9. Create a serene oasis with trees, box and gravel. Although this kind of garden will take time to get established, your ultimate reward will be an unusual and lovely space - a space that will be at least one thousand times more interesting than a green lawn.
10. Install a dramatic hardscape and garden in pots. A garden floor of Mexican paver tiles is not maintenance-free but it's certainly less work than a lawn. The biggest expense comes from the materials.
This type of garden is especially appropriate for people who enjoy entertaining instead of growing grass.
There you are - 10 ideas for easing out of the green-lawn straitjacket. The advantage of most of these suggestions is that you can install them on a gradual basis. And you might find that a small patch of green lawn sets off the beauty of the perennials in the large surrounding beds.
Check your Sunset Western Garden Book for more suggestions. Visit local public gardens and your local nursery.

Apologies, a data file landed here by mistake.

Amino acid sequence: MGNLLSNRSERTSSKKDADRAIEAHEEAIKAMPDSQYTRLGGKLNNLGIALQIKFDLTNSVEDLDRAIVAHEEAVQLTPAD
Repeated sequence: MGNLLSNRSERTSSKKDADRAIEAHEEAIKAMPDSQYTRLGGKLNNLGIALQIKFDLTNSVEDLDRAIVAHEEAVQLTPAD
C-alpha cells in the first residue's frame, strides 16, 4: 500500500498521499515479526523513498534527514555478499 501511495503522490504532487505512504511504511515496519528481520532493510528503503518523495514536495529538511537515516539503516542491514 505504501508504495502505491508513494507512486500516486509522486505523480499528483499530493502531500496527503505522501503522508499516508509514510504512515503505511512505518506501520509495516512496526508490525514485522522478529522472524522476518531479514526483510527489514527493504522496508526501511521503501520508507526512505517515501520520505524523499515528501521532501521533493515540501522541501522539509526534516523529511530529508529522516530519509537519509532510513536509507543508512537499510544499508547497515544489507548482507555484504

Professionals in horticulture know a drought is just around the corner. They're familiar with plants to use as grass substitutes. They're just waiting for the public to ask.
(1 -- cover -- color) 10 Ways to avoid mowing your lawn
Low-maintenance alternatives that simplify your life - and save water
(2 -- color) Growing a garden of succulents - including the wide variety of native California cactuses - is a handy substitute for a needy lawn.
(3 -- color) This lawn is not a lawn at all, just ground cover bracketed by trimmed hedgerows.
(4 -- color) Dwarf mondo grass is a good lawn substitute, growing well in shady areas where grass would be trouble.
Photos by Pam Waterman